Just finished seeing "Don't bother to knock" with Marilyn Monroe. In old Hollywood movies, it seems de riguer, that the hotel room in a swanky hotel always has a radio where you can flip a switch and hear the goings on in the nightclub downstairs. Of course there usually is a band playing with a sultry singer. I wonder how common it really was to be able to eaves drop on the bar downstairs in hotels in the good olde days.

 I have never been to a hotel that had this feature. It seems like such a nice touch.  "There's nothing on tv, let's see if there's any action in the bar downstairs". And you could find out by turning on the radio.

Tuesday, September 6, 2011

Giant crocodile captured

From story on Yahoo News:

About 100 people had to pull the crocodile, which weighs about 2,370 pounds (1,075 kilograms), from the creek to a clearing where a crane lifted it into a truck, he said.

The crocodile was placed in a fenced cage in an area where the town plans to build an ecotourism park for species found in a vast marshland in Agusan, an impoverished region about 515 miles (830 kilometers) southeast of Manila, Elorde said.

"It will be the biggest star of the park," Elorde said, adding that villagers were happy that they would be able to turn the dangerous crocodile "from a threat into an asset."

Despite the catch, villagers remain wary because several crocodiles still roam the outskirts of the farming town of about 37,000 people.

They have been told to avoid venturing into marshy areas alone at night, Elorde said.

Editor's note: I have always believed it to be a good policy not to venture into marshy areas alone at night.

Thursday, September 1, 2011

Baby bump

Okay, it was cute in the beginning but I'm getting tired of the term baby bump. I think we should go back to the term "there's a cake in the oven."

Saturday, August 27, 2011

Retirement for baby boomers

One of the things most of us over fifty think about, even more than sex, is retirement. Retirement is the future for most of us (the alternative is an early death) and it will be different for us than it was for the greatest generation. No, sadly, just like most baby boomers had a harder time of it (once you discount fighting in World War 2 and the depression) than our parents, retirement will be different for us than for Mama and Papa. Once back in civvies, the greatest generation bought homes in the suburbs and big sedans while gas and home prices were still cheap. They had cute if challenging children. When they retired, comfortably in their early sixties, they could travel, move to Florida, go to nice restaurants, stay in nice hotels, and visit the family cross - country.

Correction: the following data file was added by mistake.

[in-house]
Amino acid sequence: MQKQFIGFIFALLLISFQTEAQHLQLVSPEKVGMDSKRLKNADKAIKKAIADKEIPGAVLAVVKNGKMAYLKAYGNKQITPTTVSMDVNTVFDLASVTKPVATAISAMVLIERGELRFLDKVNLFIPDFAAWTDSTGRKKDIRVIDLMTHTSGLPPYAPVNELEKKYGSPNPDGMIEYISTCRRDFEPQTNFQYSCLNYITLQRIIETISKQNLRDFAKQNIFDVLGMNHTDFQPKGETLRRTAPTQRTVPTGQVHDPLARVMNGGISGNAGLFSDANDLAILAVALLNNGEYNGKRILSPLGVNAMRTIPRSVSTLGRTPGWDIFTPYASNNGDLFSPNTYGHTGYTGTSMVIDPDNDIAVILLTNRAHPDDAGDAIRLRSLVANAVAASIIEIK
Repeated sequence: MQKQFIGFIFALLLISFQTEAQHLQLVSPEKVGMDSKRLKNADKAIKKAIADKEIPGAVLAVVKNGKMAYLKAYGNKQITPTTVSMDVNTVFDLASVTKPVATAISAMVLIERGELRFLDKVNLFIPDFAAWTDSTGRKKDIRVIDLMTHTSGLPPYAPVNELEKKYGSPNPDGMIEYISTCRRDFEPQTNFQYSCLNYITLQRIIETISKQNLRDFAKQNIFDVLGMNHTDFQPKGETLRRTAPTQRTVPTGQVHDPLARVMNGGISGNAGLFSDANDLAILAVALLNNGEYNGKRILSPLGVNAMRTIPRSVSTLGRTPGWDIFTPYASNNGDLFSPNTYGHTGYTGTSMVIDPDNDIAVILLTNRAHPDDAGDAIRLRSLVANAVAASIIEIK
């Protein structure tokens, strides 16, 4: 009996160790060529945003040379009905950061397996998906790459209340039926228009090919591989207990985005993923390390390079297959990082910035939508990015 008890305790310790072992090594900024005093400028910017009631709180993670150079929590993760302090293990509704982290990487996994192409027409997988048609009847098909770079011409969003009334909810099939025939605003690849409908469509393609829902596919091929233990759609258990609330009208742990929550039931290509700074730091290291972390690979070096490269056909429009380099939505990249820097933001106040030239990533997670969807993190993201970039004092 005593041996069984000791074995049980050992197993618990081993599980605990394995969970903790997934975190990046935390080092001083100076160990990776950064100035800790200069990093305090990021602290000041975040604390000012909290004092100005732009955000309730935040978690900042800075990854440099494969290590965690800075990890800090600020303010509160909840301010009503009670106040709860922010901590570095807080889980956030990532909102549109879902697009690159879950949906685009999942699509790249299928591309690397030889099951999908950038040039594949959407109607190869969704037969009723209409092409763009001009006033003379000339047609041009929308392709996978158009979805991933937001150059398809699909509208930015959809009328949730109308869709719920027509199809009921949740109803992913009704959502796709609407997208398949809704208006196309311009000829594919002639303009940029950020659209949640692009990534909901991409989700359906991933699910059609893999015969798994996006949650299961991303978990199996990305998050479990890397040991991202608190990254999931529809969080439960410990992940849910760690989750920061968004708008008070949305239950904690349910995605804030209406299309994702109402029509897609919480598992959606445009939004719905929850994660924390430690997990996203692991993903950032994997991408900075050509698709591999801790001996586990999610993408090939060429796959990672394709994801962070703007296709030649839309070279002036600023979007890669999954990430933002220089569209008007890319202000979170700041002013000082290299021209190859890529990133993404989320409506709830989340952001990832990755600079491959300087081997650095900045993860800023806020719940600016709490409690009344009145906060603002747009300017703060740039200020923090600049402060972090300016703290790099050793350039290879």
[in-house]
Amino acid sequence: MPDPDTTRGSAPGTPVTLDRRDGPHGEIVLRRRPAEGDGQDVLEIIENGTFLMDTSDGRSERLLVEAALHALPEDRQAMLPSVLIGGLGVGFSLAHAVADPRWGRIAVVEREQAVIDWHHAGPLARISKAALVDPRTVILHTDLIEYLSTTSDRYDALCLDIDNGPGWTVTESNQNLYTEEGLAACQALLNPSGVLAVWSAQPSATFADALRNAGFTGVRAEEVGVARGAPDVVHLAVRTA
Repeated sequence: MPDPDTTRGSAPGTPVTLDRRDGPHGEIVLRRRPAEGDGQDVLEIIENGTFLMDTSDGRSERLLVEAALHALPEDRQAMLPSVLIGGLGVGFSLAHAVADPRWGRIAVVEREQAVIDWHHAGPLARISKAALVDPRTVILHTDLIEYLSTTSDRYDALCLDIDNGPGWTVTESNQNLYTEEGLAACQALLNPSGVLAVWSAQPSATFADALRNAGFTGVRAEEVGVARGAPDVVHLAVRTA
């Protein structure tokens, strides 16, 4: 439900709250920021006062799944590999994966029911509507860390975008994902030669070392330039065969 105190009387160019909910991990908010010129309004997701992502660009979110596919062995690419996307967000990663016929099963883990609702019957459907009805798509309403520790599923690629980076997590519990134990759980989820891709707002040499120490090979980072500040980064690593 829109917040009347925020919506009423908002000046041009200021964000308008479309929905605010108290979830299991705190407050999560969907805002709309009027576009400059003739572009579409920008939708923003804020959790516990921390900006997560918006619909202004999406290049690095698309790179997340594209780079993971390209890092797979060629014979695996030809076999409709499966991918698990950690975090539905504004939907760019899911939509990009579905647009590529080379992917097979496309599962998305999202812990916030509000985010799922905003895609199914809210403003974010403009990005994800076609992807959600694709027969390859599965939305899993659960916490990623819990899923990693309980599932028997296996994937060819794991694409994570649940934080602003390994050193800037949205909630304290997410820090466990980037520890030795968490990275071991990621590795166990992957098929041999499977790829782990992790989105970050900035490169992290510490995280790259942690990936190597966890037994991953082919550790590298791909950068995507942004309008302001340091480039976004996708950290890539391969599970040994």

For the the baby boomers, retirement will be a different story. Homes will not have gone up in value as was true in a pleasanter time. Energy costs will be more. There will be more demand for government services for the new seniors. And most baby boomers will have a rather small retirement allocation. This will cause some problems, especially for the grasshoppers amongst us, but may present some advantages to the ants.

If you need a job, things will be tough. Just like baby boomers had to compete with all the other baby boomers for jobs when they graduated college, so competition will be fierce for part time retirement jobs. Our children will not be in a position to help us. This is America, not Asia. Health costs will go up. At age 65, most of us will discover that we are diabetics.